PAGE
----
Once you pass the qualifier exam, you are free to take as few or as many transcription assignments as you’d like.
Payment ranges from $24-$39 per audio hour and is sent via Paypal every week.
This Austin, Texas company provides legal, law enforcement, protective services, and general transcription services.
As an SW transcriptionist, you should expect to earn $11-$13/hour, although your rate will increase as you become more proficient at transcribing.
The average monthly earnings of a transcriptionist are around $450, but has been known to go up to $3,400 depending on the number and quality of audio files transcribed.
They aren’t currently hiring, but it’s worth checking back on their recruitment page to see if a position opens up.
This company has been around since 1989 and accepts a variety of projects, including video productions, legal proceedings, medical dictations and notes, and corporate and academic lectures.
The company doesn’t advertise its pay rate; however, Glassdoor reports that transcriptionists earn half a penny per word.
Tigerfish periodically hires for entry-level as well as for more complex online transcription jobs, but they’re currently not hiring transcribers. It’s worth checking back on this page.
TranscribeMe is a fairly well-known transcription company, which means you’ll probably be placed on its waiting list once you pass its short transcription test.
After getting hired, your projects will consist of transcribing short audio files that range from 10 seconds to 1 minute.
That translates to earning $20/hour if you complete a sufficient number of files with high quality.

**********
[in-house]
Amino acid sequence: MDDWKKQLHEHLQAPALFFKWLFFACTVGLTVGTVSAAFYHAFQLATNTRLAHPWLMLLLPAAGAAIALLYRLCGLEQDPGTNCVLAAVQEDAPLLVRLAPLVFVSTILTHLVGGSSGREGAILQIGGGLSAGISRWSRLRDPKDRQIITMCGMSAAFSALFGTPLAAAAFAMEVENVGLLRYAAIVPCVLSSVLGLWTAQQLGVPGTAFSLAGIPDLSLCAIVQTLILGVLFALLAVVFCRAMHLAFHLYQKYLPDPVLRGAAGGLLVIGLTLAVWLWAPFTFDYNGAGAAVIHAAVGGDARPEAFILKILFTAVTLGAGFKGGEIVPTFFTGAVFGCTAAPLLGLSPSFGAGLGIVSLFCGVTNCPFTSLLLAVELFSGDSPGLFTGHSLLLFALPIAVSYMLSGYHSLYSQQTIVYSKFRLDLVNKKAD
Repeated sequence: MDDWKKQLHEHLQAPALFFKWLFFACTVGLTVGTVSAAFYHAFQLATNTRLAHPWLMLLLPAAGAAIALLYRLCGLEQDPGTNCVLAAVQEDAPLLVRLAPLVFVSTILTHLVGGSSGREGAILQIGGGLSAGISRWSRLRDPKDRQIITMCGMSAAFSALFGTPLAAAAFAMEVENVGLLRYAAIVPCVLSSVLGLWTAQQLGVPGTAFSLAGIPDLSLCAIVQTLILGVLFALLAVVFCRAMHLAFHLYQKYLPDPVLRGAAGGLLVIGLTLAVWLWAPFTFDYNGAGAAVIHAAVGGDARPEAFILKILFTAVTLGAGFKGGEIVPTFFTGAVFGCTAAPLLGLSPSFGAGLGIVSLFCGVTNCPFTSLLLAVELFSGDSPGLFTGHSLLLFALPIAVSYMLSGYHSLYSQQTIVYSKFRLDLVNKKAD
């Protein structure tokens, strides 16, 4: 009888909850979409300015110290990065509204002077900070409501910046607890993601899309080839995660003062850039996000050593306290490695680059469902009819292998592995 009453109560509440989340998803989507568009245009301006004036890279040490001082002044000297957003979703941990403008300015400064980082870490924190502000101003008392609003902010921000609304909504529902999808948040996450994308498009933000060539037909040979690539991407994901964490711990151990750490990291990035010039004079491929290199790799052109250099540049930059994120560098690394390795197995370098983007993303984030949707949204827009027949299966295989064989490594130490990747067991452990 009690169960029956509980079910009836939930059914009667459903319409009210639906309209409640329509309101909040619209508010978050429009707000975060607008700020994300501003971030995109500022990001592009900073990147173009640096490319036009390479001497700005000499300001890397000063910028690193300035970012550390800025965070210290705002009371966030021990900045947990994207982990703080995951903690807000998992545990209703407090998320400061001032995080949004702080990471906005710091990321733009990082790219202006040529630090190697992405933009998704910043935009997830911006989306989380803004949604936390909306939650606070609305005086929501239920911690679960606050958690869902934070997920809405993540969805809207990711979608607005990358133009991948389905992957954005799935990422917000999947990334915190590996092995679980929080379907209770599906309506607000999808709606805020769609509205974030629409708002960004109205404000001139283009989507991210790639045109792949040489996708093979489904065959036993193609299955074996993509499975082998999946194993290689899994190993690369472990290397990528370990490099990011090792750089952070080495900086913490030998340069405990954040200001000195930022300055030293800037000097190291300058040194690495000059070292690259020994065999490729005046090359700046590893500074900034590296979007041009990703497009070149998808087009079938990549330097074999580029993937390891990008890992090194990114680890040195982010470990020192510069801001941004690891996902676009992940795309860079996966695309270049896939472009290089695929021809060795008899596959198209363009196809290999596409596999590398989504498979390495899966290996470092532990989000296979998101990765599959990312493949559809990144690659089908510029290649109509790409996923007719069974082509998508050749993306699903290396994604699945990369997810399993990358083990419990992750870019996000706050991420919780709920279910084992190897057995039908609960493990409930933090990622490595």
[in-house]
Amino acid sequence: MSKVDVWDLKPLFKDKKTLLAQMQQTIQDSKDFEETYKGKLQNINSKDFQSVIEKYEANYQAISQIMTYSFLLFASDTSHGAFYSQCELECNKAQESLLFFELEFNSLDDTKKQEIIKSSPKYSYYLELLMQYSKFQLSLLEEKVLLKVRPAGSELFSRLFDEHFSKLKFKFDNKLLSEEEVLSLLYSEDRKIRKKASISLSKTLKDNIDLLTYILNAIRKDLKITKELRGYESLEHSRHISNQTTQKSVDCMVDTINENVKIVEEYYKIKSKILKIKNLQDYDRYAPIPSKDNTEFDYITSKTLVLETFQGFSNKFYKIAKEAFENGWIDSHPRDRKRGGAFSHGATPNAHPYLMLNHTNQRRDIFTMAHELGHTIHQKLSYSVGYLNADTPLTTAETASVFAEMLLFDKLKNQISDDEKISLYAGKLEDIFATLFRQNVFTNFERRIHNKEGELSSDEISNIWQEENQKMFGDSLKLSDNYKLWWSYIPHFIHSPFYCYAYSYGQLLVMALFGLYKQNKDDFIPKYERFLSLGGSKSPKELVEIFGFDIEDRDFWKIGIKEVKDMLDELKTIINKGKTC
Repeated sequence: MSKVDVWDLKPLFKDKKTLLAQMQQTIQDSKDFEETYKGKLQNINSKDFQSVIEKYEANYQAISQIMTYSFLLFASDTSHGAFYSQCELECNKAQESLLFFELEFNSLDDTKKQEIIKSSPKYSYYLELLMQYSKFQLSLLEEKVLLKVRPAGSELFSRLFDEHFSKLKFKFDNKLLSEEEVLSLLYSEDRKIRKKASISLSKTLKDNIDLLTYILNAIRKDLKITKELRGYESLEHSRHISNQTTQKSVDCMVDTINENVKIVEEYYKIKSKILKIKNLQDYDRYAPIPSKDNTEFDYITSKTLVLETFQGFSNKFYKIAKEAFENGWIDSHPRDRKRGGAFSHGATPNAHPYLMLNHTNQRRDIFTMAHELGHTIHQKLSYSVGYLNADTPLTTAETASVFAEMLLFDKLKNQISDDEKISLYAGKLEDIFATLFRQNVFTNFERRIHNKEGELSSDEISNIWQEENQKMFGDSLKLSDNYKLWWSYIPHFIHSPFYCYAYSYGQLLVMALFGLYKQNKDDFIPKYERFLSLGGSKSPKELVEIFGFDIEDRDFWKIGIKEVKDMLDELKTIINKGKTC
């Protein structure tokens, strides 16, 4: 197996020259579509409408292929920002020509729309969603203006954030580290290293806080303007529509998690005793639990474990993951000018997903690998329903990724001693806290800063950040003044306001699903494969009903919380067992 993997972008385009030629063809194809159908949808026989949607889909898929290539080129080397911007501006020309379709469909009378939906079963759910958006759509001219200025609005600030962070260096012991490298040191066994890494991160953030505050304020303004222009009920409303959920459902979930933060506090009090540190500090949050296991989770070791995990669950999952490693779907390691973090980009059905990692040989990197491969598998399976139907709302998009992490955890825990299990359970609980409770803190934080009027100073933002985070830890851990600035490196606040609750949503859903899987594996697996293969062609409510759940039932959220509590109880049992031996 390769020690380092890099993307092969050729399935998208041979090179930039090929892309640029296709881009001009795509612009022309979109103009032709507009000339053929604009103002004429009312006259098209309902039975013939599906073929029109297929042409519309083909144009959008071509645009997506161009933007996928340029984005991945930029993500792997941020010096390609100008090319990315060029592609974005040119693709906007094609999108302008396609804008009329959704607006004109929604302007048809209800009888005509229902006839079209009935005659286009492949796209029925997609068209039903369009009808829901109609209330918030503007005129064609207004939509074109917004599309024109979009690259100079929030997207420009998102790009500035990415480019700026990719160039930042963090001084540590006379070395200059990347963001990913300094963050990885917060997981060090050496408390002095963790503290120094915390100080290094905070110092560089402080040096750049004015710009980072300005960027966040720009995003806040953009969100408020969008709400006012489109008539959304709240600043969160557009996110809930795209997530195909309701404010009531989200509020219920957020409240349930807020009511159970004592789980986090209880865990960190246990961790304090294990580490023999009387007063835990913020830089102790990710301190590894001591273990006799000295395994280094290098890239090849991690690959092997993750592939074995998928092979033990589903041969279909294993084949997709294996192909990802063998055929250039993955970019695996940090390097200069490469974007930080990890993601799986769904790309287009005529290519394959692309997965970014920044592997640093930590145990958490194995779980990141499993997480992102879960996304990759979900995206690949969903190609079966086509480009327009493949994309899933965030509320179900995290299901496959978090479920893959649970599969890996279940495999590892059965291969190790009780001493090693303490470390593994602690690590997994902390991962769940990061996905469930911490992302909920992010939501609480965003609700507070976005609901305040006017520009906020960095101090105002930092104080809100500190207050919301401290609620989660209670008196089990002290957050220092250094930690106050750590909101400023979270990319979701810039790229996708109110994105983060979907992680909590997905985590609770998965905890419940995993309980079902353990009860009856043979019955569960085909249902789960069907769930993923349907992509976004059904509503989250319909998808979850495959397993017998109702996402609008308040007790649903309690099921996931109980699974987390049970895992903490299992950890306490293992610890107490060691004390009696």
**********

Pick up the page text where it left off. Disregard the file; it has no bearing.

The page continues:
The good news about TranscribeMe is that you’ll need no special software to complete your work, and weekly payments will be deposited into your Paypal account.
This company hires for many types of online transcription jobs, including corporate, medical, and legal audio files.
They also do a lot of foreign language translation and interpretation work.
According to salary disclosures on Glassdoor, work-at-home transcriptionists earn up to $20/hour with Ubiqus.
However, to achieve this level of pay, you will need a typing speed of at least 70 WPM.
A transcription qualification test must be taken and passed before getting hired.
This company hires transcriptionists from all around the world, and it states on its own website that it pays at a rate of $27 to $103.80 per audio hour.
This means that your actual hourly rate will vary depending on how fast you type.
Payment is sent monthly via PayPal. While the company doesn’t require that you purchase specialized software or a foot pedal, it does suggest getting headphones.
12. AccuTran Global
AccuTran is another company that continually has open online transcription jobs.
They pride themselves on fast turn around times for their customers. For you, this means you must be able to provide fast, accurate transcriptions.
Pay does compensate for some of the requirements they ask of you.
One of the higher paying online transcription jobs you can find as a beginner, paying more than many other transcription companies.
Daily Transcription offers round the clock services and earnings fall between $240 and $950 per week.
Training is provided and payments are made weekly by check.
GoTranscript is one of the few companies that will hire anyone in the world. It doesn’t matter where you live as long as you are capable of transcribing 10 minutes of audio within 6 hours.
Transcribers earn an average of $150 per month.
This is quite possibly the best company to get your foot in the door as a transcriber.
FFTranscription offers a wide variety of online transcription jobs in industries such as marketing and sales, medical, legal, business, academia, and many more.
They hire worldwide, but you do need an active PayPal account in order to get paid.
They are not currently hiring, but you can visit the page in the future to see if anything opens up.
Pay starts at $0.40 per audio minute but you’ll gain opportunities for higher pay with experience.